T. E. Bearden 26 February 2003 In his hierarchies of symmetry [[1]], Michael Leyton has initiated what can only be called a great revolution in physics and thermodynamics. E.g., in classical electrodynamics, all EM fields, potentials, and their energy are presently assumed to be freely created from nothing at all by the associated source charge(s), in total violation to the conservation of energy law [[2]]. This "source charge problem"—unsolved prior to 2000 when a solution was proposed by the present author [[3]]—has long been called the most difficult problem in electrodynamics [[4]]. Yet a solution exists in particle physics, if one associates with an "isolated charge" its associated clustering virtual charges of opposite sign, due to the well-known polarization of the vacuum by a presented charge. The "isolated classical charge" thereby becomes a special dipolarity, and thus must exhibit the proven asymmetry of opposite charges [10,11]. Hence it continuously absorbs virtual photon energy from the seething vacuum, coherently integrates the virtual (subquantal) energy bits into observable quanta (photons)—a negative entropy interaction—and re-emits the energy as observable photons in all directions. This action by the source charge establishes and continuously replenishes the associated external EM fields and potentials and their energy, spreading radially outward at light speed in all directions. This saves the conservation of energy law, but it also clearly establishes that all EM fields, potentials, and their energy—in every circuit and every electrical device—come directly from the vacuum via the source charge's special asymmetry. The source charge continuously consumes positive entropy of the virtual state of the vacuum, and produces negative entropy in the observable state, in its ordered deterministic macroscopic potentials and fields spreading across the universe. Applying Leyton's nested hierarchies of symmetry [1], now this source charge process can be clearly defined and understood. Taking the virtual energy of the vacuum as randomized and at maximum entropy, that is a completely broken symmetry. The Leyton effect generates a Leyton symmetry at the next higher level, which may be interpreted as coherent integration by the spin of the charged particle of its continuous absorption of those disordered virtual photons. That produces the continuously-increasing, tentatively observable potential on the charge, which is that predicted Leyton symmetry.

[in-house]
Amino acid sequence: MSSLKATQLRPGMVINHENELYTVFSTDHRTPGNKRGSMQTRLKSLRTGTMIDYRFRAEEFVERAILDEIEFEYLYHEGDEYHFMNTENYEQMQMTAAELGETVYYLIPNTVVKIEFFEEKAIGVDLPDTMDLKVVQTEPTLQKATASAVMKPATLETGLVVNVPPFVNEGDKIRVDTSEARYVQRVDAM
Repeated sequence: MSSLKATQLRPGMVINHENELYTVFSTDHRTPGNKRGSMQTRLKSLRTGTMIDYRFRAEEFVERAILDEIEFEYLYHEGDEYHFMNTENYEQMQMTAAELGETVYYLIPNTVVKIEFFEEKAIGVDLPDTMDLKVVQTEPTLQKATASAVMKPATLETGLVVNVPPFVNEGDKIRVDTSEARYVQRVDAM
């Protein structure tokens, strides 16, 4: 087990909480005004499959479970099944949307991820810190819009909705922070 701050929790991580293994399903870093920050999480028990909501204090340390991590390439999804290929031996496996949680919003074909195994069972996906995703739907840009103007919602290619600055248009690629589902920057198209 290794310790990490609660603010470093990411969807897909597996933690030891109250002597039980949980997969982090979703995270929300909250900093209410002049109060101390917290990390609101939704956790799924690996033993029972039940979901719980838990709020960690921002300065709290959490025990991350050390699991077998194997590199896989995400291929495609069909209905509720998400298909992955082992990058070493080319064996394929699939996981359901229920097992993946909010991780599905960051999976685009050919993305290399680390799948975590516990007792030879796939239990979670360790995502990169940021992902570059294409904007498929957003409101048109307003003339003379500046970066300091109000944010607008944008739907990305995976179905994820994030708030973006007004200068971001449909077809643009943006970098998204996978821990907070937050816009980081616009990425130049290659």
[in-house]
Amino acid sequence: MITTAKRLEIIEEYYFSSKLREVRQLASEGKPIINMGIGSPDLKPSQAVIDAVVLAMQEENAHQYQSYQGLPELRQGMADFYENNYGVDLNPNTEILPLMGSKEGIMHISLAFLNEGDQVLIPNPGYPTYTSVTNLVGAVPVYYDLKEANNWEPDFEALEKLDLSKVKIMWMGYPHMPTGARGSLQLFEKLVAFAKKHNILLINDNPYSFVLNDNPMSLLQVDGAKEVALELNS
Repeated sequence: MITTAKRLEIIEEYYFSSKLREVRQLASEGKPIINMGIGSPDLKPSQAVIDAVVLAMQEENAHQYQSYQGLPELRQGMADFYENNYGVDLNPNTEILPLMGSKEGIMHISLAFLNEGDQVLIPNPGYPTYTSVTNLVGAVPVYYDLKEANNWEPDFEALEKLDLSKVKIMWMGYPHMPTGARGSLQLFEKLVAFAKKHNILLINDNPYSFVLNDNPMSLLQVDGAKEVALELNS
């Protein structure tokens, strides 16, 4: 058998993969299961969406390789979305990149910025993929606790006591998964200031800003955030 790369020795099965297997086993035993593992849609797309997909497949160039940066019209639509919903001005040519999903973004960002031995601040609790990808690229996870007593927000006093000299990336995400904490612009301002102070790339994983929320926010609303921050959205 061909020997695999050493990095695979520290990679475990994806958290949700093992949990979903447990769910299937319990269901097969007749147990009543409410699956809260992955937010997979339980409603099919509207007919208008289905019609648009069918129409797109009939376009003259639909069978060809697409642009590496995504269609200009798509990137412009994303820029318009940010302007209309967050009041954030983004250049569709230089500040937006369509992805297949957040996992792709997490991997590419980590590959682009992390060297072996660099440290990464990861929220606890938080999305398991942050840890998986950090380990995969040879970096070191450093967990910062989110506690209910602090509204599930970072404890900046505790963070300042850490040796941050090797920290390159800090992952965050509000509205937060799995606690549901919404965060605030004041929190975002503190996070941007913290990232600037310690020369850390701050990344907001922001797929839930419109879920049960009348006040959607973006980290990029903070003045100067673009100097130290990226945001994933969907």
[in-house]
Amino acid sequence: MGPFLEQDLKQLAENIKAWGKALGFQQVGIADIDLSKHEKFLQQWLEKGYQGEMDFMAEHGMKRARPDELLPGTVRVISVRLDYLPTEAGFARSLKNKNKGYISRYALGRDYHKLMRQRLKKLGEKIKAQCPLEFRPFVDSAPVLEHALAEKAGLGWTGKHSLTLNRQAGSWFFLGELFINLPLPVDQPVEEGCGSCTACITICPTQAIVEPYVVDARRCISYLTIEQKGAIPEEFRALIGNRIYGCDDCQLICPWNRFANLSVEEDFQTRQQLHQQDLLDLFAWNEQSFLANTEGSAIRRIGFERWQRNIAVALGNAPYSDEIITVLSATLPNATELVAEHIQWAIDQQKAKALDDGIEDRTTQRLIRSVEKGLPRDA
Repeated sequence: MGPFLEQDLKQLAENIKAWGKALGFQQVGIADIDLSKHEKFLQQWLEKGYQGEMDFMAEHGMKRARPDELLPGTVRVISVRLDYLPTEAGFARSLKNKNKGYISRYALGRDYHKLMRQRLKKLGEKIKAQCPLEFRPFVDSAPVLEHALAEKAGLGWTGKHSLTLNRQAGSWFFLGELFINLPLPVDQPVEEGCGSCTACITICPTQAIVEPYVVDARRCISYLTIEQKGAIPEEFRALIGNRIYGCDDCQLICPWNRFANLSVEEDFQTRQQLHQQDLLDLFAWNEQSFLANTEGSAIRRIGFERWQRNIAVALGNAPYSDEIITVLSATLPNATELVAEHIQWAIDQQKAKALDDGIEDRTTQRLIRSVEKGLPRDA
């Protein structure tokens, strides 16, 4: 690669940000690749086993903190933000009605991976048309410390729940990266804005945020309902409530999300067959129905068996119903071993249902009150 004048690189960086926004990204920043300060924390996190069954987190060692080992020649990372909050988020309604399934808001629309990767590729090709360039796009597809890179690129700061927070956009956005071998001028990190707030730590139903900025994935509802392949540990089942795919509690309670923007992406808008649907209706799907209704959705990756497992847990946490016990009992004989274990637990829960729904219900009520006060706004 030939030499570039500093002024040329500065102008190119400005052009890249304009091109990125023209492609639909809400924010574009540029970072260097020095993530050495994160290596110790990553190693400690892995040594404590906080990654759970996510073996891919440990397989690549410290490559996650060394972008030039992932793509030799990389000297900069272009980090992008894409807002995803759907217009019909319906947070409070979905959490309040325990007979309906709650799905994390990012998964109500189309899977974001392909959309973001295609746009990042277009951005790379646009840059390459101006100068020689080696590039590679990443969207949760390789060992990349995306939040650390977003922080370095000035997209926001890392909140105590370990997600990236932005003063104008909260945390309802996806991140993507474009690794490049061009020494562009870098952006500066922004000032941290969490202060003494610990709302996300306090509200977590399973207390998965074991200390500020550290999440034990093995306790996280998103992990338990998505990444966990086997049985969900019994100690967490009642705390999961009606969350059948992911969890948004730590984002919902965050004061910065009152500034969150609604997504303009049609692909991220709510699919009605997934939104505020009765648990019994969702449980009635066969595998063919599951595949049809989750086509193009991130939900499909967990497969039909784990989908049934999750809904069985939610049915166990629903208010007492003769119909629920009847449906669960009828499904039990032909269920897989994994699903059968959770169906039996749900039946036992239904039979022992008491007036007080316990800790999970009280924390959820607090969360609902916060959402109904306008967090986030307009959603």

In turn,
yet another broken symmetry exists at that level, so that the
continuously increasing potential is also continuously dissipated by
emission of observable photons. That is another broken symmetry,
which then must produce yet another Leyton symmetry at the This solves the long-vexing problem of the source charge and its associated deterministic EM fields and potentials, in consonance with the conservation of energy law. However, now there is also a broken symmetry at this new macroscopic level, so the macroscopic field energy can further be intercepted, collected, and dissipated to power circuits and devices and systems. The Leyton effect thus accounts for EM fields and potentials and their energy, for the ability to build EM circuits and power systems, and explains how all EM energy is directly extracted from the seething vacuum via the asymmetry of the source charge in its exchange with the vacuum.
The